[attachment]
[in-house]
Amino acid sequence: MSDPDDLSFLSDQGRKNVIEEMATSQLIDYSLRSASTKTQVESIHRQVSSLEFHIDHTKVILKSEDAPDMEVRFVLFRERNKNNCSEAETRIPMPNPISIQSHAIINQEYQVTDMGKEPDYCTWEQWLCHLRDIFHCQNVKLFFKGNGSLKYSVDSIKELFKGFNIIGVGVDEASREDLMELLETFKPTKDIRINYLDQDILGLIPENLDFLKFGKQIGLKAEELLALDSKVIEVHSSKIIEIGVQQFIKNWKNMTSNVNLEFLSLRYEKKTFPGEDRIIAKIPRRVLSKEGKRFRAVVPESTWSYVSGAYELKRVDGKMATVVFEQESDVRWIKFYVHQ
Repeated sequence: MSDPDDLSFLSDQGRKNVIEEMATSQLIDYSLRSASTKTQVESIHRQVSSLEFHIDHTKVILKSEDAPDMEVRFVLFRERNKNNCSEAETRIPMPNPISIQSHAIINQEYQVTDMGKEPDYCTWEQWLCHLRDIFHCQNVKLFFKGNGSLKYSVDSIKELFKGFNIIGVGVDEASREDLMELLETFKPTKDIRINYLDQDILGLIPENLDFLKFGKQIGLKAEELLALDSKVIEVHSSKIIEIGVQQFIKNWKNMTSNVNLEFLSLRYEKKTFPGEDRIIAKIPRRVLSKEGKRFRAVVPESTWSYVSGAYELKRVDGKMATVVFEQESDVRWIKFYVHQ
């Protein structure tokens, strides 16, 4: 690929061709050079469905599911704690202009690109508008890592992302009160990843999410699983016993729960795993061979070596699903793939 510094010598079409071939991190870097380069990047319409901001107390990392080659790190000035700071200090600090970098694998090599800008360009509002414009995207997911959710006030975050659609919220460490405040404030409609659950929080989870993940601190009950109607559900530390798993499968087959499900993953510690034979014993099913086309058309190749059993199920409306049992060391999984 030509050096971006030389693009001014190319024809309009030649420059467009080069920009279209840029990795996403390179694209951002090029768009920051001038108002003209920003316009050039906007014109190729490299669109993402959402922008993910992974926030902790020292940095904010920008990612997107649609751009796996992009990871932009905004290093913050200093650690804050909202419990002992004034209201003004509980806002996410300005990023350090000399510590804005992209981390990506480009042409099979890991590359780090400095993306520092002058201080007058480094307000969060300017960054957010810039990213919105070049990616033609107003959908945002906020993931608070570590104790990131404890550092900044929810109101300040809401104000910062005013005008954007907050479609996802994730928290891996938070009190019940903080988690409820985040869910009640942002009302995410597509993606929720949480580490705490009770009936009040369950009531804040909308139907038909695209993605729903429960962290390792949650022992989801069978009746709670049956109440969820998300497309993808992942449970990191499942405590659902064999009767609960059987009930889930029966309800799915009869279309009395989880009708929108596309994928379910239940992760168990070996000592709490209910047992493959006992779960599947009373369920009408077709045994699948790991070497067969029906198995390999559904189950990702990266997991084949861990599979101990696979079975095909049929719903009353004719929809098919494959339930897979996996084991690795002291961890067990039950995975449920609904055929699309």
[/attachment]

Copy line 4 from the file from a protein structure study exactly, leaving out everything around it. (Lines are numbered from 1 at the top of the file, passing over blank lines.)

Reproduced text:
């Protein structure tokens, strides 16, 4: 690929061709050079469905599911704690202009690109508008890592992302009160990843999410699983016993729960795993061979070596699903793939 510094010598079409071939991190870097380069990047319409901001107390990392080659790190000035700071200090600090970098694998090599800008360009509002414009995207997911959710006030975050659609919220460490405040404030409609659950929080989870993940601190009950109607559900530390798993499968087959499900993953510690034979014993099913086309058309190749059993199920409306049992060391999984 030509050096971006030389693009001014190319024809309009030649420059467009080069920009279209840029990795996403390179694209951002090029768009920051001038108002003209920003316009050039906007014109190729490299669109993402959402922008993910992974926030902790020292940095904010920008990612997107649609751009796996992009990871932009905004290093913050200093650690804050909202419990002992004034209201003004509980806002996410300005990023350090000399510590804005992209981390990506480009042409099979890991590359780090400095993306520092002058201080007058480094307000969060300017960054957010810039990213919105070049990616033609107003959908945002906020993931608070570590104790990131404890550092900044929810109101300040809401104000910062005013005008954007907050479609996802994730928290891996938070009190019940903080988690409820985040869910009640942002009302995410597509993606929720949480580490705490009770009936009040369950009531804040909308139907038909695209993605729903429960962290390792949650022992989801069978009746709670049956109440969820998300497309993808992942449970990191499942405590659902064999009767609960059987009930889930029966309800799915009869279309009395989880009708929108596309994928379910239940992760168990070996000592709490209910047992493959006992779960599947009373369920009408077709045994699948790991070497067969029906198995390999559904189950990702990266997991084949861990599979101990696979079975095909049929719903009353004719929809098919494959339930897979996996084991690795002291961890067990039950995975449920609904055929699309």